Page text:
Video and Chat Etiquette

This article by Florian Haas had me nodding along through each paragraph. It’s ostensibly about distributed development teams but it’s really just about generosity. Many of us have been thrust into remote work with little training in etiquette. Some of us had to re-frame what we know about face to face work while others continued along with the same bad habits. Florian is pretty blunt about how disruptive these bad habits are.

Any person who is versed in the use of chat communications will, when subjected to this behavior, be inclined to flay you alive. Infinitely more so if it’s a DM. Do not do this. Instead, always provide context. Always always always. Don’t say “can I ask you a question, instead, ask the question. If something isn’t urgent, say something like “no urgency.”

I’ve seen that a hundred times. Sometimes it’s an honest lapse in judgement. Sometimes it’s a misalignment of importance. It’s almost never sinister, even if it is annoying.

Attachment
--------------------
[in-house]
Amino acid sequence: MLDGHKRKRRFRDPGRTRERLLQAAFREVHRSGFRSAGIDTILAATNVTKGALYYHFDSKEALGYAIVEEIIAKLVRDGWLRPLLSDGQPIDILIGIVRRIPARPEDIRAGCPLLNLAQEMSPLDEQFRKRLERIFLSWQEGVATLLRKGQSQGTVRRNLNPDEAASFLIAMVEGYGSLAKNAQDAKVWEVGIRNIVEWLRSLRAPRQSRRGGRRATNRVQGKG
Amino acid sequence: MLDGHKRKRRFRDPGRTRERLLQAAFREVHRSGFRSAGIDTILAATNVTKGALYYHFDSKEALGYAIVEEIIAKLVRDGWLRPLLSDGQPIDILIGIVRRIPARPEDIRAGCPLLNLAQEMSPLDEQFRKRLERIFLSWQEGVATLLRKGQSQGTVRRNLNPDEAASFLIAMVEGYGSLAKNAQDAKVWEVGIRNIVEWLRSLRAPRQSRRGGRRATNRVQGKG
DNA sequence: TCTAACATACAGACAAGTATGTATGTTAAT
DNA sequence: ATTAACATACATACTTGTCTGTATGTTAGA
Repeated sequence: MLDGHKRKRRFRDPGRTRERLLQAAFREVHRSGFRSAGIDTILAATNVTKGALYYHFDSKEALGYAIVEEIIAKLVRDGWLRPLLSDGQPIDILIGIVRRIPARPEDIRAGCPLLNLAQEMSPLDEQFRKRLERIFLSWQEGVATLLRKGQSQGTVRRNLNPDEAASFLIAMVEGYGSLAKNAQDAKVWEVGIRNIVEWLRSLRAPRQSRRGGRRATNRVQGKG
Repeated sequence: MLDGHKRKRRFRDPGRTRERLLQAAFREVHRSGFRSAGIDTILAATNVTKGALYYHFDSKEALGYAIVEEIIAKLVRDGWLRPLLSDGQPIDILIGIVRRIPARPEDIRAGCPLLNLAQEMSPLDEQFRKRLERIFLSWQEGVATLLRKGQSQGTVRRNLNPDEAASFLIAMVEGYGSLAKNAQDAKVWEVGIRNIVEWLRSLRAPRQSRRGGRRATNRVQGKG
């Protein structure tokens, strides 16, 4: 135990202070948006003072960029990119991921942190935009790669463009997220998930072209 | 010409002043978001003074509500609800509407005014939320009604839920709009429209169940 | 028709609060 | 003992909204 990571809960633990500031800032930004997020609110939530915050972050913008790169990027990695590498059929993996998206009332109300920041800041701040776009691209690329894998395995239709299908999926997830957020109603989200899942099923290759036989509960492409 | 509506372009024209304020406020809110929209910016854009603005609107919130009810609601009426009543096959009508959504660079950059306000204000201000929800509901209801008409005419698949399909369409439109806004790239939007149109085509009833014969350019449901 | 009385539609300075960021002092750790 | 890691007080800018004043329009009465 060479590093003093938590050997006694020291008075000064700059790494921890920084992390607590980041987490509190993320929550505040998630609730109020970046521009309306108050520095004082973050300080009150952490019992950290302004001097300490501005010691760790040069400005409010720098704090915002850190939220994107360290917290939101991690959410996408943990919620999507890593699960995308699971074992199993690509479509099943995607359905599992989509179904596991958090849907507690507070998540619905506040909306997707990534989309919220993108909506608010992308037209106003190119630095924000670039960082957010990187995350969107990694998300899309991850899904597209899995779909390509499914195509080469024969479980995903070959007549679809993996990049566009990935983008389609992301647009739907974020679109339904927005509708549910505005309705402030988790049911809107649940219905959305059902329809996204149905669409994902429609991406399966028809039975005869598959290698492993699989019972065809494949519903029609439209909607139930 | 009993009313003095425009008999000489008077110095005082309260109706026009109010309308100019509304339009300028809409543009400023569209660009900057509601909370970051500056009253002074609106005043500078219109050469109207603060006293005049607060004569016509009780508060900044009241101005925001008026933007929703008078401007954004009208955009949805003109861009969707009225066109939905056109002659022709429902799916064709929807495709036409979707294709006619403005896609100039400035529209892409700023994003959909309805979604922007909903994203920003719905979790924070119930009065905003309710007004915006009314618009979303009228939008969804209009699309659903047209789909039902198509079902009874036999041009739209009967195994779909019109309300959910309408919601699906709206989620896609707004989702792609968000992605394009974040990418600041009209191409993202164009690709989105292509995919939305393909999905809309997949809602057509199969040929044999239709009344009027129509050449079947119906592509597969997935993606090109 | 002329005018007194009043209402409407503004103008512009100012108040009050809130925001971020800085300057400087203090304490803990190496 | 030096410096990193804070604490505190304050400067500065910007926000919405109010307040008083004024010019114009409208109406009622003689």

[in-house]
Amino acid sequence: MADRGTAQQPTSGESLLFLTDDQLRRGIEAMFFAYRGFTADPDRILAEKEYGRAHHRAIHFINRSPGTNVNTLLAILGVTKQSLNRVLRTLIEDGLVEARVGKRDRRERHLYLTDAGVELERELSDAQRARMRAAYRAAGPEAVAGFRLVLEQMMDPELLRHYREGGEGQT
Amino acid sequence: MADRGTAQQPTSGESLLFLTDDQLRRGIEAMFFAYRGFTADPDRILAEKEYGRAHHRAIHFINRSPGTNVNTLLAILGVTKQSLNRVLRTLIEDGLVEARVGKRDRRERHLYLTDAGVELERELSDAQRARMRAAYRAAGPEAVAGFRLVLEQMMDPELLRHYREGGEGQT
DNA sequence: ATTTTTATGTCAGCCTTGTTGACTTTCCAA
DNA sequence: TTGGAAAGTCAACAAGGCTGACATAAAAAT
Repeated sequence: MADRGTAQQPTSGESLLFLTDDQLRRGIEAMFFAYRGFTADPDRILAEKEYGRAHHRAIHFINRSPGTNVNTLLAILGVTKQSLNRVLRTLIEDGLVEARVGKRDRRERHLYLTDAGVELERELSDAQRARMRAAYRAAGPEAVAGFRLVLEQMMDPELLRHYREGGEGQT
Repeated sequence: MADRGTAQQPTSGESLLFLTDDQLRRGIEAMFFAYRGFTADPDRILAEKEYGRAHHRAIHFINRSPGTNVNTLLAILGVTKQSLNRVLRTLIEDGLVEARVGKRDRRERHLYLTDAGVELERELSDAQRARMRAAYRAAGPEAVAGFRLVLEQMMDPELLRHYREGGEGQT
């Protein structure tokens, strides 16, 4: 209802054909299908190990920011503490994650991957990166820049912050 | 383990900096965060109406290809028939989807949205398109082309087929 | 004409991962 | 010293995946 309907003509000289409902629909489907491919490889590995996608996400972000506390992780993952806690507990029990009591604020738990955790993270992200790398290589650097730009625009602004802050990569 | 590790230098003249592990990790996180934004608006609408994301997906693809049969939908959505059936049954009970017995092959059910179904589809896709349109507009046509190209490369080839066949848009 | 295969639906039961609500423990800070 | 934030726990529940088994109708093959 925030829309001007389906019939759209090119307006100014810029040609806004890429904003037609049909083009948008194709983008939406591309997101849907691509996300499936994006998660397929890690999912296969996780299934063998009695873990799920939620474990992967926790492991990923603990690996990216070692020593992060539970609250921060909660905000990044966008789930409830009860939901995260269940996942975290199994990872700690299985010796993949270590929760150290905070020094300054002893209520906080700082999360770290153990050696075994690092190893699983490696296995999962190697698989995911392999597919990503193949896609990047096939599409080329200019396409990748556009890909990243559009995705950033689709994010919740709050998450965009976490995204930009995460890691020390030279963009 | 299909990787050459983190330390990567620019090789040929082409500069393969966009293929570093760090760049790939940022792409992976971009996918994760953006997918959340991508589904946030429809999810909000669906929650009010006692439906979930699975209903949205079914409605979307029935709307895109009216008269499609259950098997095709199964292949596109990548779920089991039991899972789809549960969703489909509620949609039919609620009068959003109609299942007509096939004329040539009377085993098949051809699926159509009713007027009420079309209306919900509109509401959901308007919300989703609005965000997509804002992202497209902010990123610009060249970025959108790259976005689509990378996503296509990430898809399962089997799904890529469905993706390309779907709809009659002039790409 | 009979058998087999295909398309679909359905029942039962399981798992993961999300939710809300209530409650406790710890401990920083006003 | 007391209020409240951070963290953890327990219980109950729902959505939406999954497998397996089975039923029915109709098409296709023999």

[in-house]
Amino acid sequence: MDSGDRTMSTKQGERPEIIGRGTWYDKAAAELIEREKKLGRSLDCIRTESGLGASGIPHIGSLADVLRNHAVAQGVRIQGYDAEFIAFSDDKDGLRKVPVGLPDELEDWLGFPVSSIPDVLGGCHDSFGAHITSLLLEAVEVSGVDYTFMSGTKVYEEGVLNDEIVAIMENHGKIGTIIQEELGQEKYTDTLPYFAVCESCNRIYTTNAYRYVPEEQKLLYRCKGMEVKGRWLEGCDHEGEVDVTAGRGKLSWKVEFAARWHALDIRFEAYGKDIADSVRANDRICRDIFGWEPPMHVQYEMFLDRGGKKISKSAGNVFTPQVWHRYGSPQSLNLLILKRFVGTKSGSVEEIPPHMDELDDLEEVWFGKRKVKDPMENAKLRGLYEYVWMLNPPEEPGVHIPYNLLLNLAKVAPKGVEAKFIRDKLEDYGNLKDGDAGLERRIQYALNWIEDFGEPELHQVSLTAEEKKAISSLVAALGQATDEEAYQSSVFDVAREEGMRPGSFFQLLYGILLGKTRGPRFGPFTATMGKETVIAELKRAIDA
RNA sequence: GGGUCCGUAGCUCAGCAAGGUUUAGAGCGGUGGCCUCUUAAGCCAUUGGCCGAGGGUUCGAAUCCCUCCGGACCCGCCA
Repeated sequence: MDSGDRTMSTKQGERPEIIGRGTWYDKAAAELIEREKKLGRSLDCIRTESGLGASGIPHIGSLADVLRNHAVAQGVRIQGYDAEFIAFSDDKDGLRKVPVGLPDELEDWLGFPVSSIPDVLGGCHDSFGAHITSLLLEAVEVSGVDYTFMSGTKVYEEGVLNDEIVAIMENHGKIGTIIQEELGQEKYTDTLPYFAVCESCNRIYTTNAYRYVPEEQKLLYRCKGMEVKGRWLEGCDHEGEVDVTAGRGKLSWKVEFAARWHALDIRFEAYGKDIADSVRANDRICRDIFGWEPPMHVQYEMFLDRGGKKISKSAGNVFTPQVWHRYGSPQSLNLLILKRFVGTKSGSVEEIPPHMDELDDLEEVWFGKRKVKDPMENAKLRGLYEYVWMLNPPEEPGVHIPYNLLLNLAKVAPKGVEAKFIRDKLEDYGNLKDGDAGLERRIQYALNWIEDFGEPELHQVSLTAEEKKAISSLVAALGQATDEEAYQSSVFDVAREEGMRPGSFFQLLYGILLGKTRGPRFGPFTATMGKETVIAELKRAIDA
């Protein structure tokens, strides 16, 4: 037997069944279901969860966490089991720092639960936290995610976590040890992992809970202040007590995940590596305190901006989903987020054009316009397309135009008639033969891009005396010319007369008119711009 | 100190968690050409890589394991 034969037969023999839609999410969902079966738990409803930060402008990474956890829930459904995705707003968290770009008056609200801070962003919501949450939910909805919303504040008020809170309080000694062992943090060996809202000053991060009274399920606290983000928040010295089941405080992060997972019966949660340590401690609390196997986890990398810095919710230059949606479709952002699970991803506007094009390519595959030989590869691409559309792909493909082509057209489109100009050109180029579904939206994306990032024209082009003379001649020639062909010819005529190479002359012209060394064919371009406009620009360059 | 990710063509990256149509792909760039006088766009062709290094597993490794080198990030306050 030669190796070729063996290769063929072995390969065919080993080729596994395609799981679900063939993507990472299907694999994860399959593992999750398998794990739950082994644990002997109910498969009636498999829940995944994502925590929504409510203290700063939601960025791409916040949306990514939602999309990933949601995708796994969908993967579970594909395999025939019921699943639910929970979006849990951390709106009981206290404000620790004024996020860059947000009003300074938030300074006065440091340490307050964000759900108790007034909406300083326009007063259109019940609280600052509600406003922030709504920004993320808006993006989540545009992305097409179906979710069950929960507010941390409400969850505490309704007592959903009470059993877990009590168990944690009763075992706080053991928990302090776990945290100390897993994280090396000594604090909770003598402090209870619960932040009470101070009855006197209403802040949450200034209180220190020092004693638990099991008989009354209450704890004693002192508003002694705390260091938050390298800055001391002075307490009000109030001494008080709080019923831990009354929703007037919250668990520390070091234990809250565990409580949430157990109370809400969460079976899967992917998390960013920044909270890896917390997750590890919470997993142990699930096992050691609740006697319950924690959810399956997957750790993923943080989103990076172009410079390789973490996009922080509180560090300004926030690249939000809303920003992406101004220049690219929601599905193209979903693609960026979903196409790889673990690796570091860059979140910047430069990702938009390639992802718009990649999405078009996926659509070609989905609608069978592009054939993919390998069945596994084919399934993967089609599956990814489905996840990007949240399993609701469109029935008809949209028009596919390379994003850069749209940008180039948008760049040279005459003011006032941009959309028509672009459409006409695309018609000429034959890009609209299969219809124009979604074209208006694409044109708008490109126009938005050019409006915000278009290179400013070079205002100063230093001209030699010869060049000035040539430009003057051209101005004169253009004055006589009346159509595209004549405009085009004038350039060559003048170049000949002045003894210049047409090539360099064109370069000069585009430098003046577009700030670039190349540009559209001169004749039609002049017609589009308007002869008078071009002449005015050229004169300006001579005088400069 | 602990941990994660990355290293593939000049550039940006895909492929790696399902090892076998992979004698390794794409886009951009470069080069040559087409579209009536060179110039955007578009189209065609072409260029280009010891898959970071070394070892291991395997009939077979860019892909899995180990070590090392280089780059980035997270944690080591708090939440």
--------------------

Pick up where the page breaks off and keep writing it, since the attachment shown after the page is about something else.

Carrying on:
I particularly liked how Florian wraps his presentation with “ChatOps”, which is a wonderful term.

Under what circumstances though? I maintain that this is best suited for when your work tends to be inherently linear with respect to some dimension. For example, if your primary job is to keep a system operational versus the linear passage of time, ChatOps is an excellent approach.

Instead, I am a huge proponent of documentation in all of its variations. Making meeting notes, one-pagers, and decision logs searchable can cut down on the the number of shoulder-taps needed to solve a problem. Even better, transcribe (copy and paste) emails into the the team notes. Make meeting notes as public as possible. There are so many things lost between troubleshooting and summary reports so I really like the idea of searchable chat logs.